When the historian wishes to learn about the life and ministry of Jesus Christ he or she evaluates the primary sources (the gospels, Pauline epistles, and the rest of the New Testament) using what is known as the Criterion of Authenticity.
Through this the historian may come to some conclusion regarding the historical probability and (un)reliablity of the purported deeds and/or sayings of Christ. The more the criteria can be shown to apply to a saying or deed of Christ’s then the greater the confidence the historian can have regarding them. There are several of these criteria including the likes of early and independent attestation, dissimilarity to Christian teaching, linguistic semitisms, traces of Palestinian milieu, retention of embarrassing material, coherence with other authentic material, and more.
This method is aimed at affirming sufficient, not necessary, conditions of historicity. In other words, it is not necessary for a saying of Christ’s to pass, for instance, the criterion of embarrassment in order to be deemed historical. The historicity of the a saying or event is therefore independent of the criteria. Obviously if a criterion can be shown to apply to a saying or event then it helps. Further, the criteria is not infallible and can be mistaken. Despite its fallibility it remains the generally accepted method of authenticity. Exegete William Lane Craig outlines several criterion that have been used by historians to establish the likelihood of a specific event (S) ascribed to Christ (1):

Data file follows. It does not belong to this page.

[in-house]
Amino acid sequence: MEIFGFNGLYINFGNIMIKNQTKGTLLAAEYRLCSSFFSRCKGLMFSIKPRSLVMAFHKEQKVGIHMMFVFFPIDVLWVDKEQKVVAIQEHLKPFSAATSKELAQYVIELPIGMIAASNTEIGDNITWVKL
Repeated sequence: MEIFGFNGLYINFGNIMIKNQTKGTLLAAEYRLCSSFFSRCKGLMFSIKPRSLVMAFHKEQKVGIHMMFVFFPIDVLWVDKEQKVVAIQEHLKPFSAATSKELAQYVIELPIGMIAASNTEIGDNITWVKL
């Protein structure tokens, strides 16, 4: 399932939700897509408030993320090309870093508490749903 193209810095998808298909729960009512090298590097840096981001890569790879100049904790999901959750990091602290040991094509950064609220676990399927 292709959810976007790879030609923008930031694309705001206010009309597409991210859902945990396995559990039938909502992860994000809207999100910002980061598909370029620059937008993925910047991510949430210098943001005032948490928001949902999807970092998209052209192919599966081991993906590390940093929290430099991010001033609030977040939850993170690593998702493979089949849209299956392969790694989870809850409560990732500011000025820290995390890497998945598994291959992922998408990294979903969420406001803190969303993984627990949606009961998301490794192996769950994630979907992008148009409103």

Historical congruence: S fits in with known historical facts concerning the context in which S is said to have occurred.
 Independent, early attestation: S appears in multiple sources which are near to the time at which S is alleged to have occurred and which depend neither upon each other nor a common source.
 Embarrassment: S is awkward or counter-productive for the persons who serve as the source of information for S.
 Dissimilarity: S is unlike antecedent Jewish thought-forms and/or unlike subsequent Christian thought-forms.
 Semitisms: traces in the narrative of Aramaic or Hebrew linguistic forms.
 Coherence: S is consistent with already established facts about Jesus.
If a saying/event of Christ can pass one or more of these criteria then one may be in a good position to affirm its historicity. It is also important to keep in mind that this criteria does not presuppose the divine inspiration of the New Testament texts. Rather it holds that they are historical documents penned during the first century AD. Several events of Christ’s life are generally understood to satisfy this criteria. These would include, but are not limited to, his unique personal claims, several miracles, crucifixion, burial in the tomb, discovery of the empty tomb, and resurrection appearances to several people and groups. Historian and philosopher Gary Habermas identifies 12 facts accepted by most historians (2):
1. Jesus died by crucifixion.
2. He was buried.
3. His death caused the disciples to despair and lose hope.
4. The tomb was empty (the most contested).
5. The disciples had experiences which they believed were literal appearances of the risen Jesus
6. The disciples were transformed from doubters to bold proclaimers.
7. The resurrection was the central message.
8. They preached the message of Jesus’ resurrection in Jerusalem.
9. The Church was born and grew.
10. Orthodox Jews who believed in Christ made Sunday their primary day of worship.
11. James was converted to the faith when he saw the resurrected Jesus (James was a family skeptic).
12. Paul was converted to the faith (Paul was an outsider skeptic and enemy of the church)
1. Craig, W. 2013. A Reasonable Response; Craig, W. 2014. Gospel Authorship – Who Cares? Available.
2. 12 Historical Facts (Most Critical Scholars Believe These 12 Items). Available; Habermas, G. 2012. The Minimal Facts Approach to the Resurrection of Jesus: The Role of Methodology as a Crucial Component in Establishing Historicity. Available; Habermas, G. & Licona, M. 2004. The Case for the Resurrection of Jesus. p. 44.